We caught a bus further west to the town of Sangkhlaburi near the border of Myanmar (Burma). The last hour of the 5-hour journey was pretty windy through hills and along a large lake. We stayed at a beautiful yet still cheap place on the north edge of the lake called the PGuesthouse. Our room was in one of many nice stone and mortar semi-detached cabins and the on-site restaurant had a great view over the lake. We stayed here for 3 nights, spending our first day relaxing and reading. They even had nice wood-strip canoes so we rented one for an hour to get a better view of a nearby pagoda and to paddle under the town's extremely long wooden bridge. We even swam in the lake a couple of times but it was almost too warm to actually be refreshing and it smelt a little fishy. The next day, we took a public transport pickup truck to Three Pagodas Pass right on the Myanmar border. It was possible to spend $10US to cross the border for a day, but it was only for a small touristy village that didn't look any different than Thailand so we decided to just put our feet through the fence to say that'd been to Myanmar. :)

The only other foreigner on our bus to Sangkhlaburi was a Dutch girl named Hester who we spent the majority of our spare time with while in Sangkhlaburi. We also travelled with her to Ayuthaya on a series of buses that took us the entire day through Kanchanaburi and Suphanburi. We again both stayed at the same hostel and the room cost us the equivalent of under $3 each. Unbelievable! Our rooms were next to the loud street though and Jason didn't end up sleeping all that well. Ayuthaya was Thailand's former capital before the Burmese sacked it back in the 1700s so the city is chock-full of ruins. We spent the morning walking around the inner city to the more popular sights and spent most of the afternoon on the internet out of the heat. We enjoyed dinners with Hester at the night market.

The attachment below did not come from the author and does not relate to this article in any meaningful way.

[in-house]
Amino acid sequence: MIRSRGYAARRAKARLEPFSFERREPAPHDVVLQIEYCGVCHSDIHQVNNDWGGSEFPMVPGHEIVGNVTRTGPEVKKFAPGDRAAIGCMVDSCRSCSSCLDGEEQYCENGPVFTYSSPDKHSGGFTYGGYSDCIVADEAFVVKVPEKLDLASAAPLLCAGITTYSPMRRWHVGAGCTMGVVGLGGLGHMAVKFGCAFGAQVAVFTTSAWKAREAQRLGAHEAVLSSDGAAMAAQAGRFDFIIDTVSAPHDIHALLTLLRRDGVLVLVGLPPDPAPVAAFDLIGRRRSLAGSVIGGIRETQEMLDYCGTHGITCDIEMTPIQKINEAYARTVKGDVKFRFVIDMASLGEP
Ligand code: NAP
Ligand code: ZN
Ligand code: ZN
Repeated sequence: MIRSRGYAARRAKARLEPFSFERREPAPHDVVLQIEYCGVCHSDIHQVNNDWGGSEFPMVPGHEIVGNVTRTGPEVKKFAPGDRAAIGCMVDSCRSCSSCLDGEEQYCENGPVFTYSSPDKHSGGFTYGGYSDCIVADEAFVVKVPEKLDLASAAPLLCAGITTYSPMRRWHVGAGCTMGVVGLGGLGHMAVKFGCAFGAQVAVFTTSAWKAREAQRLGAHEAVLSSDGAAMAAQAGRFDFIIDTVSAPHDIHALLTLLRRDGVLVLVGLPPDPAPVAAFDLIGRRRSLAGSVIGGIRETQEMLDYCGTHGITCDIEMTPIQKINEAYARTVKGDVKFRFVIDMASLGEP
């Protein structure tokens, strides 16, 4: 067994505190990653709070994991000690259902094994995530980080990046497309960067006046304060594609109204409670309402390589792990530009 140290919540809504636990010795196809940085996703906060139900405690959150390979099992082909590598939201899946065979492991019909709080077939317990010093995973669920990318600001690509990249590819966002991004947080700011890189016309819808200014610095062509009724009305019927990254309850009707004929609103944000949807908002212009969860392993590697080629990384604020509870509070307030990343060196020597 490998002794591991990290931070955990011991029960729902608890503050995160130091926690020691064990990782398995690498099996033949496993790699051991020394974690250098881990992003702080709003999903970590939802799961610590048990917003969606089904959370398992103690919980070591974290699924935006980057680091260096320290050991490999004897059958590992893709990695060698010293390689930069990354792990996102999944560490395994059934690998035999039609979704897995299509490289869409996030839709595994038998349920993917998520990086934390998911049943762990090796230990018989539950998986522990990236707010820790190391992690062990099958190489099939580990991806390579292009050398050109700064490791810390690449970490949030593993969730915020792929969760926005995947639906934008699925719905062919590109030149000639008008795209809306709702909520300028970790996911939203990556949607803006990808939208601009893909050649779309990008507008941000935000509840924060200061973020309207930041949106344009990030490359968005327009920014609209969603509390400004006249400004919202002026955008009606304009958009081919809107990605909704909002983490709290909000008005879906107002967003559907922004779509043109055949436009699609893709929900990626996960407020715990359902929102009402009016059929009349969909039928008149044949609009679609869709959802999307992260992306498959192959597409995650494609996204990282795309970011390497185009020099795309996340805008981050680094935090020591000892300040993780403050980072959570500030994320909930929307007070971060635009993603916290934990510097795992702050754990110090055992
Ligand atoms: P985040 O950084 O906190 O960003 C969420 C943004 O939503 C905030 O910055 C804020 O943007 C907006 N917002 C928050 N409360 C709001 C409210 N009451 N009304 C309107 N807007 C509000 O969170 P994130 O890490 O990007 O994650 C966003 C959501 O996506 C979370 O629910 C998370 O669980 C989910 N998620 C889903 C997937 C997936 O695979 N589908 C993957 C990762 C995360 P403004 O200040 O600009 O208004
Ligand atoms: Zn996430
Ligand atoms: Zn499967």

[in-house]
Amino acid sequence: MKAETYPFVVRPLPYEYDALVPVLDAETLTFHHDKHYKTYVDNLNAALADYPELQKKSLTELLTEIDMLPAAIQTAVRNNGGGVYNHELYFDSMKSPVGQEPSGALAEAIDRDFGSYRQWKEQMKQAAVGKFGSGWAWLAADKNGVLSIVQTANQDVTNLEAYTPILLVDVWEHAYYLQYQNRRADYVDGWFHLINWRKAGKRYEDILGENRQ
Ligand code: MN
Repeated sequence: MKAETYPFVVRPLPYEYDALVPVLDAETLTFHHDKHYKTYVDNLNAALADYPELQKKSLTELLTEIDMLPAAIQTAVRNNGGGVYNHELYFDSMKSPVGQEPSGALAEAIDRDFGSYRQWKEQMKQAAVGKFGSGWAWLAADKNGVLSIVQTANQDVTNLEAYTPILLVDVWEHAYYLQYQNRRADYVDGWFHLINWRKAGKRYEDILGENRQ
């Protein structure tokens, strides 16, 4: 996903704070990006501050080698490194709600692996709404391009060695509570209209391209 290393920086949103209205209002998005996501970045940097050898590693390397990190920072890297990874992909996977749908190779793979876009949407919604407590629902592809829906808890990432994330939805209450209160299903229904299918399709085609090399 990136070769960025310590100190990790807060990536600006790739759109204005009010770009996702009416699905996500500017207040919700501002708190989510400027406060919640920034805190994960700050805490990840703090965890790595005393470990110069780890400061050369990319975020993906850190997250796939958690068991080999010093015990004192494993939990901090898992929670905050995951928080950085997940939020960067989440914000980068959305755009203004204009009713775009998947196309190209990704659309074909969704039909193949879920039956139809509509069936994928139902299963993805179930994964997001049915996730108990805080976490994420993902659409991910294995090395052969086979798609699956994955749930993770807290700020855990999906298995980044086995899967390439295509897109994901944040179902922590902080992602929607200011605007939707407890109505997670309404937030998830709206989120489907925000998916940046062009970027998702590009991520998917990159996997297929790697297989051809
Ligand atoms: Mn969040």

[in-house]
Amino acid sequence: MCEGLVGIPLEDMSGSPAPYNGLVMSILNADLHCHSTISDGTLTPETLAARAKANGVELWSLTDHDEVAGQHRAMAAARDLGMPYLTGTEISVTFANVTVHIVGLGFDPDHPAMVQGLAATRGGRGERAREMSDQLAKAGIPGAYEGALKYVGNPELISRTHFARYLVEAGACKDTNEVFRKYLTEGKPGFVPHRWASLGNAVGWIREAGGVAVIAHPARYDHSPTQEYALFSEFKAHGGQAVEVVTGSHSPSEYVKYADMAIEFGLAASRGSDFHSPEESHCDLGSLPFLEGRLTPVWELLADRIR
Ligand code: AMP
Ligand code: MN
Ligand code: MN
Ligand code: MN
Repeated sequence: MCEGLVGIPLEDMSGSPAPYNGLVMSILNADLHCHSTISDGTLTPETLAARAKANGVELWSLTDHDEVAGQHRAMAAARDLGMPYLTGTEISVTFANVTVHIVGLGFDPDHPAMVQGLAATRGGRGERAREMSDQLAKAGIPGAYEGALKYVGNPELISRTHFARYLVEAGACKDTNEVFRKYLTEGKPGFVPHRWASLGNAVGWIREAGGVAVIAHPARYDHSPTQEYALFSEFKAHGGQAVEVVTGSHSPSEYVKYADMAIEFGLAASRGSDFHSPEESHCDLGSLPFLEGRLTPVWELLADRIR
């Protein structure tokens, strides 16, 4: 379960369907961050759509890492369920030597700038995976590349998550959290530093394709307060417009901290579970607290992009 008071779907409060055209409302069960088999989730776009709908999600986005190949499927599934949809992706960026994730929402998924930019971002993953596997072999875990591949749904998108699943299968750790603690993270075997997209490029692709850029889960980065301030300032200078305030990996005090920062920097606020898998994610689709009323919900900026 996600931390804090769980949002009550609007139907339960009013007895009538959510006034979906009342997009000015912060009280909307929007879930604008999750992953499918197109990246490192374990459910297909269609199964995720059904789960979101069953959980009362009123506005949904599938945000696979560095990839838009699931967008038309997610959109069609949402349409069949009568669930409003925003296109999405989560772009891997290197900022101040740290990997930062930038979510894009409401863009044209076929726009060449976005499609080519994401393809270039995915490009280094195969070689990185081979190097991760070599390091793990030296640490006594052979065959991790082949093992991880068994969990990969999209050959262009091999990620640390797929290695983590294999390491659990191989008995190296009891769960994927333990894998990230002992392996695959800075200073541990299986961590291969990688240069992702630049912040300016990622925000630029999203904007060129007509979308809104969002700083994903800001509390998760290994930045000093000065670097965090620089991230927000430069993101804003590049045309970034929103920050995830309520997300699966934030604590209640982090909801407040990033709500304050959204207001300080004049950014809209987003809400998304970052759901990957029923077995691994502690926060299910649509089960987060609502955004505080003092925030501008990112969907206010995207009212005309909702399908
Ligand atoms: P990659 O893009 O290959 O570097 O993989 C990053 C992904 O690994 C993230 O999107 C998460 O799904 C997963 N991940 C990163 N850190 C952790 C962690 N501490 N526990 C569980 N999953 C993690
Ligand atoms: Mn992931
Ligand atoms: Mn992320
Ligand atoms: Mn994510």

That evening, we parted ways with Hester and hopped on an overnight bus to Chiang Mai in the very north of Thailand. We opted for one of the cheaper charters instead of the government buses or trains since the stations for those were inconveniently outside the city. We managed to arrive in Chiang Mai safely nonetheless, despite being forced to take their arranged transfer vehicles into the city core to the guesthouse of their choosing. We came prepared assuming that would happen and found our way to our desired hostel. We were lucky enough to snag one of the last remaining rooms at the Julie Guesthouse, again under $3 each and we even had an ensuite bathroom. Once checked in, we decided on our 3-day itinerary and then spent the rest of the day walking around the city. The old core has a moat all the way around it with remnants of the old city wall here and there. We wanted to visit the Doi Suthep temple but the pickup truck buses to it only ran once full and there was no one else going... So we carried on to the market streets on the east side of town and Nicole bought a couple of cool clothing items. Went to bed early and finally got a good night's sleep.